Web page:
FreeBSD 7.0-BETA2 available

Ken Smith has announced the availability of FreeBSD 7.0-BETA2:

The 7.0-BETA2 builds have completed and are on many of the FreeBSD mirror sites. If you want to update an existing machine using cvsup, use RELENG_7 as the branch tag. Instructions on using FreeBSD Update to perform a binary upgrade from FreeBSD 6.x to 7.0-BETA2 will be provided via the freebsd-stable list when available.

On a related note, the first beta build of FreeBSD 6.3 has also been released:

The 6.3-BETA1 builds got delayed a bit by a last minute MFC (Merged From -Current) causing some undesired ABI breakage. That has been fixed and the 6.3-BETA1 builds for amd64, i386, pc98, and sparc64 have completed.

BSD, the more Unix-like OS

This is an interesting blog post looking at the BSD as a viable alternative to Linux. The BSDs are less hyped and are in some areas superior to Linux:

“The BSDs have been around for a long time – longer than Linux. But they have received much less attention than Linux in the press because they have fewer noisy supporters. Nevertheless, they continue to thrive, because of their similarities to, and differences from, Linux. Like Linux, the BSDs are free, fast and have a variety of software available for them. In addition, BSD kernels tend to be more stable than Linux kernels, BSDs run on a wider variety of hardware and have fewer security issues.

But where the BSDs tend to really shine is in networking. TCP/IP speed tests run on identical hardware often show the BSDs to be faster than Linux. While the Linux community has focused on enabling Linux to use more esoteric hardware, the BSD community has worked on making the network infrastructure faster and easier to extend. This has caused a number of network hardware vendors to use customized versions of BSDs, particularly NetBSD, as the internal operating systems of their commercial products.

As the lesser-known players in the free operating system market, the BSD development groups have had more opportunity to work on the core of their products. FreeBSD has the largest market of the BSDs and gets the most development interest. NetBSD runs on an incredible variety of CPUs, including some systems that leave even the fastest Intel chips in the dust. OpenBSD’s main focus is security, and it attracts developers for whom that is the main concern.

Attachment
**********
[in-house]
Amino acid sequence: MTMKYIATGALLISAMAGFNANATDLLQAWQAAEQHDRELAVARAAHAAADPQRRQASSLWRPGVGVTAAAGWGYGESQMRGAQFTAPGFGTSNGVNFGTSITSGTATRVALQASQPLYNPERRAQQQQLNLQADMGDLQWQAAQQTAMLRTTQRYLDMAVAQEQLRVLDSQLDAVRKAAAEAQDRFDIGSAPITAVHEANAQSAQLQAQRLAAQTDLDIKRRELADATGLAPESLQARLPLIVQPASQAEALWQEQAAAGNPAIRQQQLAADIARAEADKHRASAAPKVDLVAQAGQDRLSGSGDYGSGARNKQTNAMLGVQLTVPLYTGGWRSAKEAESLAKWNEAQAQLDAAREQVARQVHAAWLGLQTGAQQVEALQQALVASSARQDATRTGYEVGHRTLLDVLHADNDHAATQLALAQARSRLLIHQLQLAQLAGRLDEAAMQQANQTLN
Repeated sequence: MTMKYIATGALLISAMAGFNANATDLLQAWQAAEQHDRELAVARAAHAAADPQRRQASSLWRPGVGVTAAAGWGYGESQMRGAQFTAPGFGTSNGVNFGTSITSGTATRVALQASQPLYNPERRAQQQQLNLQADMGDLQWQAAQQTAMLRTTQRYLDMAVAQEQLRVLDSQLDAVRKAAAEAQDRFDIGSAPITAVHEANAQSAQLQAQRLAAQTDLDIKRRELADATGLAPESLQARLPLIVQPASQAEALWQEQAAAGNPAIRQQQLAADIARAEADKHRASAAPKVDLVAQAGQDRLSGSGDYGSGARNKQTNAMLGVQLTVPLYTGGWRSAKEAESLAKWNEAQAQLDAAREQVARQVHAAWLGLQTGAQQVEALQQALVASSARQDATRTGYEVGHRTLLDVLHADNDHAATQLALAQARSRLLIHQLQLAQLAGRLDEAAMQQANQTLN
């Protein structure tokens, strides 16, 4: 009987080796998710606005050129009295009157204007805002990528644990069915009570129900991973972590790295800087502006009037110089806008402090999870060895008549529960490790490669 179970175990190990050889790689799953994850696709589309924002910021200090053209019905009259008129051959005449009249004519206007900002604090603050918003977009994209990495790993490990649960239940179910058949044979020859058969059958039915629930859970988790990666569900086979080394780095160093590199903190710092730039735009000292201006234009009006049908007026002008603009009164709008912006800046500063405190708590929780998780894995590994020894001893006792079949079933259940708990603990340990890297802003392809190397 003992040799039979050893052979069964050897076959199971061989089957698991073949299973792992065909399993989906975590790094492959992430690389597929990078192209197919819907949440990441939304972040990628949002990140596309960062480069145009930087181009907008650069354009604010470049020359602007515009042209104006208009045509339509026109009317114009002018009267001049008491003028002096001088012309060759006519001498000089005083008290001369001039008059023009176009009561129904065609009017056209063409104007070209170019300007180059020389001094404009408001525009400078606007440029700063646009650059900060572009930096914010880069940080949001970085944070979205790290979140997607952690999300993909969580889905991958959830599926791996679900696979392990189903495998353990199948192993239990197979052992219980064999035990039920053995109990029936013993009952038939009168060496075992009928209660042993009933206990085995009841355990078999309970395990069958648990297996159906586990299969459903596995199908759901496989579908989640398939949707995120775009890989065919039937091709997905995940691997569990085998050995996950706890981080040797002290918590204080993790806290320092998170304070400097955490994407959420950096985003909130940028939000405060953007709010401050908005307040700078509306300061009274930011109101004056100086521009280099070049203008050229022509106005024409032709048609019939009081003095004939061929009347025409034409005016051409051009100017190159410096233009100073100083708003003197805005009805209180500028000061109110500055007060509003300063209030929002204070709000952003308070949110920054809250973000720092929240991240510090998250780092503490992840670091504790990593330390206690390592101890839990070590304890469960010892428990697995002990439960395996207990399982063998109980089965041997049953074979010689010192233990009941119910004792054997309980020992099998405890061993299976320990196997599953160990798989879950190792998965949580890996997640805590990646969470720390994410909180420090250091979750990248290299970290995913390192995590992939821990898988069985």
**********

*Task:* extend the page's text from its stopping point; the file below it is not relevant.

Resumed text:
It is well known that many large Internet service providers use one of the BSDs (FreeBSD) to run their production mail and Web servers. It is common to find BSD-based Internet servers that have not crashed or been rebooted in years.

… any shop that is considering Linux should also take a look at the BSDs, particularly if they want stability and less excitement in their operating system.”

Source: (01/11/2007)

No more TextMaker for FreeBSD

According to SoftMaker president Martin Kotulla, the only commercial word processor available as a native FreeBSD application, TextMaker, will no longer support that platform as of the upcoming 2008 edition. There will of course be a Windows edition, and a native Linux edition (which should be able to run through the Linux binary compatibility software in FreeBSD), but the FreeBSD edition will not grow beyond TextMaker (and the full SoftMaker Office suite) 2006 unless there is more demand from FreeBSD users, and the operating system itself becomes easier to develop for.

TextMaker has been around in one form or another for almost 20 years, but the native FreeBSD port did not exist until shortly after the release of TextMaker 2002 when some FreeBSD users requested it. At the time, Kotulla publicly said that only two lines of the TextMaker code had to be changed in order to compile the source code for FreeBSD. Since then, so much has changed in both the SoftMaker Office code and the FreeBSD base system that the simplicity of a native port has been erased.

Source (29/10/2007)

meetBSD 2007 Conference, Warshaw

meetBSD is the biggest and the best technical conference in Poland devoted to open source solutions based on BSD systems
The meetBSD 2007 conference will take place in Warsaw from November 17th to 18th.

meetBSD is a periodic conference devoted to UNIX like operating systems with a strong emphasis towards BSD family, open source projects and people connected to them. The main principle of meetBSD is its strict technical character and high level of lectures. The conference is dedicated to BSD professionals as well as to people that would like to start their adventure in the “really free” world of BSD.